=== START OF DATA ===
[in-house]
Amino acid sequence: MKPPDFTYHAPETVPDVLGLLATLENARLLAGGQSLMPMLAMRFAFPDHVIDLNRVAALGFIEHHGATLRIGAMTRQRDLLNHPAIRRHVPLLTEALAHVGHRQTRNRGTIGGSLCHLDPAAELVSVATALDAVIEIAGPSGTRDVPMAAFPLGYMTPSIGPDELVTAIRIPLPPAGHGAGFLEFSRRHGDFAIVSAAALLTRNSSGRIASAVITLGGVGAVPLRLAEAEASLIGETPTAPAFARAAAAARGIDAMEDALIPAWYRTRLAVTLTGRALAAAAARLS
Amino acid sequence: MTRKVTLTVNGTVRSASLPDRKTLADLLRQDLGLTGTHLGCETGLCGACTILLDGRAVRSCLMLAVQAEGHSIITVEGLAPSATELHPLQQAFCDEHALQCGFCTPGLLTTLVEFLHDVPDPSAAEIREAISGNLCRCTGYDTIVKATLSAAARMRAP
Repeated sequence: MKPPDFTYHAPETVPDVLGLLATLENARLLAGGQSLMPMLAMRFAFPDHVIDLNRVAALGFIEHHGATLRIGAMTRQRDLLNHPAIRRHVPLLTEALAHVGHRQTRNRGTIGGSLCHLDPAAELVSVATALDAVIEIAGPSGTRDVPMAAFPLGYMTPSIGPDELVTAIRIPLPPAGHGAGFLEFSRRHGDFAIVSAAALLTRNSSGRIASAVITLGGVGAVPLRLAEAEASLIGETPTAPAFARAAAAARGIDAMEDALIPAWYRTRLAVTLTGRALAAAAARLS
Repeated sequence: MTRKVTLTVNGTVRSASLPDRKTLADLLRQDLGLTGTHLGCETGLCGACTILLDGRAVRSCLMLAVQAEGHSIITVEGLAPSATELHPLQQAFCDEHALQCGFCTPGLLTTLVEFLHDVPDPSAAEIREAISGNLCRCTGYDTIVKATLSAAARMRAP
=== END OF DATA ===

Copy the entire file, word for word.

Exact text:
[in-house]
Amino acid sequence: MKPPDFTYHAPETVPDVLGLLATLENARLLAGGQSLMPMLAMRFAFPDHVIDLNRVAALGFIEHHGATLRIGAMTRQRDLLNHPAIRRHVPLLTEALAHVGHRQTRNRGTIGGSLCHLDPAAELVSVATALDAVIEIAGPSGTRDVPMAAFPLGYMTPSIGPDELVTAIRIPLPPAGHGAGFLEFSRRHGDFAIVSAAALLTRNSSGRIASAVITLGGVGAVPLRLAEAEASLIGETPTAPAFARAAAAARGIDAMEDALIPAWYRTRLAVTLTGRALAAAAARLS
Amino acid sequence: MTRKVTLTVNGTVRSASLPDRKTLADLLRQDLGLTGTHLGCETGLCGACTILLDGRAVRSCLMLAVQAEGHSIITVEGLAPSATELHPLQQAFCDEHALQCGFCTPGLLTTLVEFLHDVPDPSAAEIREAISGNLCRCTGYDTIVKATLSAAARMRAP
Repeated sequence: MKPPDFTYHAPETVPDVLGLLATLENARLLAGGQSLMPMLAMRFAFPDHVIDLNRVAALGFIEHHGATLRIGAMTRQRDLLNHPAIRRHVPLLTEALAHVGHRQTRNRGTIGGSLCHLDPAAELVSVATALDAVIEIAGPSGTRDVPMAAFPLGYMTPSIGPDELVTAIRIPLPPAGHGAGFLEFSRRHGDFAIVSAAALLTRNSSGRIASAVITLGGVGAVPLRLAEAEASLIGETPTAPAFARAAAAARGIDAMEDALIPAWYRTRLAVTLTGRALAAAAARLS
Repeated sequence: MTRKVTLTVNGTVRSASLPDRKTLADLLRQDLGLTGTHLGCETGLCGACTILLDGRAVRSCLMLAVQAEGHSIITVEGLAPSATELHPLQQAFCDEHALQCGFCTPGLLTTLVEFLHDVPDPSAAEIREAISGNLCRCTGYDTIVKATLSAAARMRAP